Shucking off the costs of the effects of climate change

As wildfires burn in British Columbia and rage in California, now is a good time to contemplate one of the nastiest results of the collision —  collusion? — of the corporatist’s insatiable love of profit and the neoliberal’s deification of small government.

Both of these stances zero in on the same fundamental target: taxation, in all of its forms. Not just direct taxes, graduated or not, but also those “extra” costs of doing business forced on industry by government regulation. The target is the same, for more than anything else the corporatist hates the loss of potential profit, and more than anything else the neoliberal hates the intrusion of “big government” into the marketplace.

Why is now such a good time to consider the consequences of this unholy alliance of the economic elite and the politicians it has purchased? Just look at the under-reported results.

First, there are the fires themselves — fires that are the latest outcome of increasingly rapid climate change. The climate in Northern California is turning into the climate of the state’s south, while the weather in British Columbia every year more and more resembles the Northern California climate of my youth.

Where is the climate change coming from? Despite the loud and well-financed rump of deniers, all of the responsible and respectable experts point to human causes. Chief among these are the noxious emissions of oil and coal consuming industries.

But every attempt to fight this pollution with international sanctions or national surtaxes runs into the bleating of “Profits good, taxes bad!” Corporations detest taxes, and governments can’t or won’t defy them, it seems, even to save the world.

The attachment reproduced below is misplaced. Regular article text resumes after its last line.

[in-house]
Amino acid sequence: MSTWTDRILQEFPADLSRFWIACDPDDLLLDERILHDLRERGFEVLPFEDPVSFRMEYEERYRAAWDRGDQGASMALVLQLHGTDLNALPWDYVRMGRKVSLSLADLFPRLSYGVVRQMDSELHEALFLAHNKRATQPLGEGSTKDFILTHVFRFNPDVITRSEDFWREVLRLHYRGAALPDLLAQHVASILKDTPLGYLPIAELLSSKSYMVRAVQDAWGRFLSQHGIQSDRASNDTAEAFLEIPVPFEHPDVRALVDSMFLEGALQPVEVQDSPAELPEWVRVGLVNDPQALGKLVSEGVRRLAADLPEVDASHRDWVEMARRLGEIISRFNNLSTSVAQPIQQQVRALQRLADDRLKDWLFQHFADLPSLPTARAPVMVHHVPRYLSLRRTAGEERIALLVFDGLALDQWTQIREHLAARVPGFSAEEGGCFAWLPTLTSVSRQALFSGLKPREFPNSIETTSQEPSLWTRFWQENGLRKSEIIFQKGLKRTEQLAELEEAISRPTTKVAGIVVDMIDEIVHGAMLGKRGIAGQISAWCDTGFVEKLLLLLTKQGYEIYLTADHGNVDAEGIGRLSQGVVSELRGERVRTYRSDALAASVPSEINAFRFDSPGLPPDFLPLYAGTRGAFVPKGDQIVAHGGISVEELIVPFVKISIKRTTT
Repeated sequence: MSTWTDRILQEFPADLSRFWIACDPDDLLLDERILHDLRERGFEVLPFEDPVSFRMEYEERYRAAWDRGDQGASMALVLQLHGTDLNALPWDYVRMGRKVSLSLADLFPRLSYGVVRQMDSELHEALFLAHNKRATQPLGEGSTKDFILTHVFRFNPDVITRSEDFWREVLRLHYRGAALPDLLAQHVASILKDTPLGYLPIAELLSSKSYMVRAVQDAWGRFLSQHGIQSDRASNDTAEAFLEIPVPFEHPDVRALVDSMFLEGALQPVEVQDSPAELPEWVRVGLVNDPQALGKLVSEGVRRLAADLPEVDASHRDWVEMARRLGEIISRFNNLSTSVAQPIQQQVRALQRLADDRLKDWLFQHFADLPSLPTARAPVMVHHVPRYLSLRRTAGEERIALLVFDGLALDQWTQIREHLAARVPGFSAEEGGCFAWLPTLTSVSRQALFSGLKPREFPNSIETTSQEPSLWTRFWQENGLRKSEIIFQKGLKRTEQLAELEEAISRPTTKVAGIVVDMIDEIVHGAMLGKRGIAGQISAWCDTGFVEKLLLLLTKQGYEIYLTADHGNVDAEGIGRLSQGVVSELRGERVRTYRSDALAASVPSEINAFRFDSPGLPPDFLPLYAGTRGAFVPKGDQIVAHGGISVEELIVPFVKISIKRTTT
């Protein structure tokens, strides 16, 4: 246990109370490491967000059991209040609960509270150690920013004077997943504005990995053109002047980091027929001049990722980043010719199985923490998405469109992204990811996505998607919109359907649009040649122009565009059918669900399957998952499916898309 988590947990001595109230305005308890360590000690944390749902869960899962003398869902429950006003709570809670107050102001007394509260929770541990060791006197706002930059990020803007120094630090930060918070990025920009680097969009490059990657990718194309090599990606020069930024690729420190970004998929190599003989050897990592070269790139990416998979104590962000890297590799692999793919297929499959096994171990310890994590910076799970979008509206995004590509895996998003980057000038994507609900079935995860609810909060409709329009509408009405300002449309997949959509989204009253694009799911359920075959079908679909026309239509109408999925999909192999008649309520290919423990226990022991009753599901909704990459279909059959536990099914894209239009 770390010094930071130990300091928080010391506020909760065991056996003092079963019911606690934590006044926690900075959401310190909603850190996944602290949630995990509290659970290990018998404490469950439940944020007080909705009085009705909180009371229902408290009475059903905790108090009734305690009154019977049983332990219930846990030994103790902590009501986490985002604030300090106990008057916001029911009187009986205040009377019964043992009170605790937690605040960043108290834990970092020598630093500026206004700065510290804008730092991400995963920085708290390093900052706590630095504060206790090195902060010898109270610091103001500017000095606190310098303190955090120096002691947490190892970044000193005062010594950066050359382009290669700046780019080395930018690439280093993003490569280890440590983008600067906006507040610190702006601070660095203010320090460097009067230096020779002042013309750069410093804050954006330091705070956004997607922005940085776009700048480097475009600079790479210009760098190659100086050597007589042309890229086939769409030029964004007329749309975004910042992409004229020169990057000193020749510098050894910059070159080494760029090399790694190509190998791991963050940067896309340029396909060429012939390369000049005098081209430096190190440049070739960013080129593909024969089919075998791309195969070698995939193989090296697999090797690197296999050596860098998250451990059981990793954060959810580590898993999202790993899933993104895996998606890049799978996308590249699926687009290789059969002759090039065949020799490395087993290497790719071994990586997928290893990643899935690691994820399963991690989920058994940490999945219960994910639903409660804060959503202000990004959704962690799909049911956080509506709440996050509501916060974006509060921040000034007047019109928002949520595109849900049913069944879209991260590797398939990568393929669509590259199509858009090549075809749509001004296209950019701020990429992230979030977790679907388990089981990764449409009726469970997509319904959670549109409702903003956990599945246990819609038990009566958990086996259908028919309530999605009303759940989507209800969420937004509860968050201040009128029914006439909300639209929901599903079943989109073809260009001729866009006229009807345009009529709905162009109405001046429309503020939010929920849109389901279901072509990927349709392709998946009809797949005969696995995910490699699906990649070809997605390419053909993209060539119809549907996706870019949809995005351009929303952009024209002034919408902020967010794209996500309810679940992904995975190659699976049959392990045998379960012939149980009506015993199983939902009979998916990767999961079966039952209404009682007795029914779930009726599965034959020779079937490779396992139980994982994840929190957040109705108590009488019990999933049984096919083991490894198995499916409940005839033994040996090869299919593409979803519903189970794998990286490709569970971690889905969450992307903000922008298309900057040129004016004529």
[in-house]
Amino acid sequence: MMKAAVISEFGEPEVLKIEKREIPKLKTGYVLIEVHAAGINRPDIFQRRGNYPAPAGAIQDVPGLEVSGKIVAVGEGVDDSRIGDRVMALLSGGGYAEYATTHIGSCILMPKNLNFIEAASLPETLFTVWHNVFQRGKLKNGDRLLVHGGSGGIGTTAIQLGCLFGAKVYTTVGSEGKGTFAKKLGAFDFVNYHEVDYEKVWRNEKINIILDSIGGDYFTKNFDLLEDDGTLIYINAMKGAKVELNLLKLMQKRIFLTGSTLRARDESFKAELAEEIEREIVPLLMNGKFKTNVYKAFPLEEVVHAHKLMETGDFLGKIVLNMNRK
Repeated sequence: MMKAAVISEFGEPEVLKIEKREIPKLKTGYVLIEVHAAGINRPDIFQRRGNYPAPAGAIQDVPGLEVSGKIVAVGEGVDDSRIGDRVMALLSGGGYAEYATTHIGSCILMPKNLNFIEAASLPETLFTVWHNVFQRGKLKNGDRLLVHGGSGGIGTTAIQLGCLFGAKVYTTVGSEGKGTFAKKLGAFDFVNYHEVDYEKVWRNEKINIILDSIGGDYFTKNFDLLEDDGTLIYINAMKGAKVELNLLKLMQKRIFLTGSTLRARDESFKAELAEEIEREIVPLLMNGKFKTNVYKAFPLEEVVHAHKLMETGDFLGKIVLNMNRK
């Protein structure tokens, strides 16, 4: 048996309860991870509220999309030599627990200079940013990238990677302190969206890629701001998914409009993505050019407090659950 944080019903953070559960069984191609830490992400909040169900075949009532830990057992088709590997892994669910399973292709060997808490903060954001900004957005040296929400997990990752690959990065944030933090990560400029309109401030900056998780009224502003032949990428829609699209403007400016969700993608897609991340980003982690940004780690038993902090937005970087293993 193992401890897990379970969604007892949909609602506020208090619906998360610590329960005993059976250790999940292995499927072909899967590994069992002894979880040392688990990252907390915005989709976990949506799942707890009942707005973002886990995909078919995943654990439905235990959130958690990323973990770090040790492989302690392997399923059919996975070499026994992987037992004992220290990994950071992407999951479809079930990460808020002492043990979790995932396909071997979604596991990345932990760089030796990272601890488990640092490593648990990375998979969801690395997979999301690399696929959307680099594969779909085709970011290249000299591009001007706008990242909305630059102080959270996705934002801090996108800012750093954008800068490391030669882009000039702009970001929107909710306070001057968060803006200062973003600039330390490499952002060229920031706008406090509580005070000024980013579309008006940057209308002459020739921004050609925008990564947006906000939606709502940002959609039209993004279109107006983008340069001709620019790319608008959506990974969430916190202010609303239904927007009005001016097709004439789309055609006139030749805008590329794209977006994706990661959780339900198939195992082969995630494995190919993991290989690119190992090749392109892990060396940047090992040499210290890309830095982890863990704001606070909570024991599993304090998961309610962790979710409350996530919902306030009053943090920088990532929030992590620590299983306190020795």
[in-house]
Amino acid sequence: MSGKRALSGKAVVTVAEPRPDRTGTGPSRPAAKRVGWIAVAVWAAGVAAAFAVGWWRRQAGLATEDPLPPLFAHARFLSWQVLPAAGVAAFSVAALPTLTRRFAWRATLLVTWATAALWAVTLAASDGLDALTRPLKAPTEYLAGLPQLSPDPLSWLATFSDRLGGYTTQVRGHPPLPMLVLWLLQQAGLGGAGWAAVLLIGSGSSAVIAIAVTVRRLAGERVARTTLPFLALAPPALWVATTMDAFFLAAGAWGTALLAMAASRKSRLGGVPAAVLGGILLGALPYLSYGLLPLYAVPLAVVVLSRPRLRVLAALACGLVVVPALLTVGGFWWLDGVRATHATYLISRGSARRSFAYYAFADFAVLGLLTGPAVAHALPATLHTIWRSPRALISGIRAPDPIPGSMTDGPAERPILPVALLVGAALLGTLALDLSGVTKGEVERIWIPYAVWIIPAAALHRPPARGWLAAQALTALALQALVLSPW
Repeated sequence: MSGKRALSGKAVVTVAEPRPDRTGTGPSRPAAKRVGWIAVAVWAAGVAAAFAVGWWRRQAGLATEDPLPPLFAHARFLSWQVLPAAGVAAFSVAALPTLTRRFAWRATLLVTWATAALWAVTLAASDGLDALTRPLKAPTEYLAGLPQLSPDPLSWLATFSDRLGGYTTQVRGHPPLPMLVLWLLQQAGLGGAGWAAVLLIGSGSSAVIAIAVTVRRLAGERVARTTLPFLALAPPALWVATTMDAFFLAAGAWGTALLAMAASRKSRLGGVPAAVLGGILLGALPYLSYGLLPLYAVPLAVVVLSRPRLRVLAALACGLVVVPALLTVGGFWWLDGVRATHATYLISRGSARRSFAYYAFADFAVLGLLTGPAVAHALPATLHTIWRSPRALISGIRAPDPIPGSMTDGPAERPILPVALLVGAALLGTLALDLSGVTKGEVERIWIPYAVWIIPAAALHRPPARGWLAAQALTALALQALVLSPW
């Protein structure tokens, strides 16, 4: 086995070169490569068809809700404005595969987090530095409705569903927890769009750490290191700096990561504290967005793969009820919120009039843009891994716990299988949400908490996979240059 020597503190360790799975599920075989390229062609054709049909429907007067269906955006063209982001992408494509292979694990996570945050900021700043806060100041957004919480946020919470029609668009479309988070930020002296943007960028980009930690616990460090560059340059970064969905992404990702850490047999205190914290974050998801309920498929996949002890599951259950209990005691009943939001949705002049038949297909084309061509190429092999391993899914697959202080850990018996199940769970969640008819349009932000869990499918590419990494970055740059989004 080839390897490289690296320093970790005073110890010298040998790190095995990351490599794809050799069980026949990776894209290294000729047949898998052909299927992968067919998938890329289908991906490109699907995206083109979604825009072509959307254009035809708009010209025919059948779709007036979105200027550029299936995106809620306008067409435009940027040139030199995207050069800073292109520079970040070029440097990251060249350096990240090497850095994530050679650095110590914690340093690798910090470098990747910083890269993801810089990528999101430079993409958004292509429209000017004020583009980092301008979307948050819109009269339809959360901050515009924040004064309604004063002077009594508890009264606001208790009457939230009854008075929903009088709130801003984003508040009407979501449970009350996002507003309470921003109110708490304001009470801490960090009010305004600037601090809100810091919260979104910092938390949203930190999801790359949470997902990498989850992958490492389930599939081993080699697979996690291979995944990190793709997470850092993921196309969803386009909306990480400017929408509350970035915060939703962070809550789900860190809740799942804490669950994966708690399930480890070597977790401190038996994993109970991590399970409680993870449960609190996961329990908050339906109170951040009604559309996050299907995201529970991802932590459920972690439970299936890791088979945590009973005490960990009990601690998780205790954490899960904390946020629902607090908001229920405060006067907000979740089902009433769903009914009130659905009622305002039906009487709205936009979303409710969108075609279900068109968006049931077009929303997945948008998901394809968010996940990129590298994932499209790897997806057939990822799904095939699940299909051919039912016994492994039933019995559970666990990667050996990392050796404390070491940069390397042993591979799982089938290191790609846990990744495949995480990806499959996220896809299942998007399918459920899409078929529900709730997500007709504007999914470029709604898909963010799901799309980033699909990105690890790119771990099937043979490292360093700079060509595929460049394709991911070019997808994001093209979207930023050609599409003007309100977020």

So what happens?

First, corporations continue to rack up profits by denying climate change while fighting to avoid any financial responsibility for its consequences.

As a result, governments foot the bill. British Columbia is on track this year to spend 10 times its already generous wildfire-fighting budget. And last year, federal spending on wildfire-fighting in the U.S. topped $1,500,000,000. That’s billion, if you don’t want to count the zeros yourself.

And who pays to fight the fires? And who pays for the costs associated with increasingly frequent and violent tornados, as well as storms like Hurricane Sandy?

It’s not the corporations, or their shareholders, who famously pay a lower rate of taxes on their businesses and stock holdings than Warren Buffet’s secretary does on her salary.

No, it’s the “ordinary taxpayer,” of course, who bears the brunt of government spending. And since the corporatist funded neoliberals have forced down government revenues, the only way to finesse these extra costs without the ideological suicide of raising the federal debt is to cut other, “non-essential” services, things that the economically unprivileged need and that the top earners don’t pay enough taxes to fund.

Corporate profits sail along safely, thanks to a favourable tax system and companies’ adroitness at avoiding the costs of the climate change that their industries exacerbate.

And so the fires and the storms rage on, with their ravages combatted by taxes extracted from the bottom of the economic ladder, in a dizzying merry-go-round that leaves the earth burning and the poor in poverty.

Nice system, if you can get it!

2 thoughts on “Shucking off the costs of the effects of climate change

  1. What you are describing are the transitional details of the climate disaster now in the early, but clearly discernible, stage of development. The labels and pigeonholes used in your exposition will be rendered meaningless by the events of the coming years. Fortunately, we have a ready supply of replacement words at hand. Words such as “rising sea level’, “uninhabitable”, “mass migration”, “starvation”, “economic collapse”.and “anarchy”. The question of “Who pays for what?” will soon be irrelevant in our new world.
    The Old Machinist.

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